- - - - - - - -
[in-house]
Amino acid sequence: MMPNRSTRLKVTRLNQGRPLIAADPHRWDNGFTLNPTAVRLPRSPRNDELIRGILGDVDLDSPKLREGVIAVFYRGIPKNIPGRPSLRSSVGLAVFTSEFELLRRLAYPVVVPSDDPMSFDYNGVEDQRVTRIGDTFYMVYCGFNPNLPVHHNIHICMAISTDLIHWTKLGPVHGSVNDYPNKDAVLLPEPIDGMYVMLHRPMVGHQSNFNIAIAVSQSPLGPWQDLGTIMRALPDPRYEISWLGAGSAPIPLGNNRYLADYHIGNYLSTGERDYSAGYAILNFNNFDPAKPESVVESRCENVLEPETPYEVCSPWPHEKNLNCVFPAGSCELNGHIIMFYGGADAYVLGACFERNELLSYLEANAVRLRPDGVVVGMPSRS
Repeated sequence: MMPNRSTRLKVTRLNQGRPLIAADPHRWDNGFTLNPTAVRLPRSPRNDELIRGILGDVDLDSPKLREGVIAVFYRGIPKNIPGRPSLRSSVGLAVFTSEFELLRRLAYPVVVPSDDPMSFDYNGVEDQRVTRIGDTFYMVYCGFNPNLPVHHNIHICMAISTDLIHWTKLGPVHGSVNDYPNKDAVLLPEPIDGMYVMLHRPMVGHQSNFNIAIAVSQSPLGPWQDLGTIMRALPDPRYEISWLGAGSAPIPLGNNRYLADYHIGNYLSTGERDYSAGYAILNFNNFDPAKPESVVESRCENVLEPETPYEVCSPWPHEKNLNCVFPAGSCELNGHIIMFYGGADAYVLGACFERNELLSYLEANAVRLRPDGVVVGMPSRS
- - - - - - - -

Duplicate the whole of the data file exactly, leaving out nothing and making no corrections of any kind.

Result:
[in-house]
Amino acid sequence: MMPNRSTRLKVTRLNQGRPLIAADPHRWDNGFTLNPTAVRLPRSPRNDELIRGILGDVDLDSPKLREGVIAVFYRGIPKNIPGRPSLRSSVGLAVFTSEFELLRRLAYPVVVPSDDPMSFDYNGVEDQRVTRIGDTFYMVYCGFNPNLPVHHNIHICMAISTDLIHWTKLGPVHGSVNDYPNKDAVLLPEPIDGMYVMLHRPMVGHQSNFNIAIAVSQSPLGPWQDLGTIMRALPDPRYEISWLGAGSAPIPLGNNRYLADYHIGNYLSTGERDYSAGYAILNFNNFDPAKPESVVESRCENVLEPETPYEVCSPWPHEKNLNCVFPAGSCELNGHIIMFYGGADAYVLGACFERNELLSYLEANAVRLRPDGVVVGMPSRS
Repeated sequence: MMPNRSTRLKVTRLNQGRPLIAADPHRWDNGFTLNPTAVRLPRSPRNDELIRGILGDVDLDSPKLREGVIAVFYRGIPKNIPGRPSLRSSVGLAVFTSEFELLRRLAYPVVVPSDDPMSFDYNGVEDQRVTRIGDTFYMVYCGFNPNLPVHHNIHICMAISTDLIHWTKLGPVHGSVNDYPNKDAVLLPEPIDGMYVMLHRPMVGHQSNFNIAIAVSQSPLGPWQDLGTIMRALPDPRYEISWLGAGSAPIPLGNNRYLADYHIGNYLSTGERDYSAGYAILNFNNFDPAKPESVVESRCENVLEPETPYEVCSPWPHEKNLNCVFPAGSCELNGHIIMFYGGADAYVLGACFERNELLSYLEANAVRLRPDGVVVGMPSRS